Overcoming the Resistance of the World

On page 95 of the Christian Science textbook, "Science and Health with Key to the Scriptures," Mrs. Eddy writes, "Lulled by stupefying illusions, the world is asleep in the cradle of infancy, dreaming away the hours." It is these "stupefying illusions" with which the Christian Scientist has to contend, and which he has to overcome. And what are they? Primarily, the false beliefs that matter and evil are real and, secondarily, all the erroneous concepts that seem to have their source in these beliefs. We know that this is so because, as Christian Science reveals, God is infinite Spirit, infinite good, teaching which supports every effort of the Christian Scientist to break the illusions of material sense which keep mortals bound to sin and suffering.

Now, not being aware that it is asleep but, rather, believing that its material experiences are real, the world is at variance with those who are knowing the truth and striving to demonstrate it by breaking the dream. In the fifteenth chapter of his Gospel, John records these words of Jesus: "If the world hate you, ye know that it hated me before it hated you." The Christian Scientist has to meet this animosity, sometimes expressed orally, sometimes in the written word, but oftenest mentally. It would make him skeptical of the truth which has so greatly blessed him, and thus deprive him of the power to bless and heal others. It would reverse all his efforts after good, including the bringing of the truth as Christian Science reveals it to his fellow men, that they may be saved from the error they are harboring in their thoughts to their detriment.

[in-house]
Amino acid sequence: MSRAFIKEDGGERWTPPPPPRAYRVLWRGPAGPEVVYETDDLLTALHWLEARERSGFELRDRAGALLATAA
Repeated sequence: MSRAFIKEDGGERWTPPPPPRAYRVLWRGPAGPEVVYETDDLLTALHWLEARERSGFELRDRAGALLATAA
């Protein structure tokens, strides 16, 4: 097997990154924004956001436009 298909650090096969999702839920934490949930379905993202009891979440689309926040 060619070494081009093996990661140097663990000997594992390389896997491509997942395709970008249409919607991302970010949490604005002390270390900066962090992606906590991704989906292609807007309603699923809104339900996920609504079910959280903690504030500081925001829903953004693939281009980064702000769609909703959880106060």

But the Christian Scientist is not deceived by the world's belief in the reality and power of evil. He understands that God is the only power, that divine Love is omnipotent, and that evil is unreal and powerless. He can therefore give a denial to enmity, to all that names itself his enemy. How privileged is the Christian Scientist in being able to do this! He who believes in a personal enemy, and that malicious or envious or jealous thoughts have power to hurt him, is in danger of being taken in by the claims of evil and may find himself suffering, perhaps from sickness. On the other hand, whoever knows the unreality of evil in its every form, aware of the ever-presence of God, good, cannot be brought under the mesmerism of error; he remains under "the shadow of the Almighty," protected and at peace.

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"To this end"
March 25, 1933

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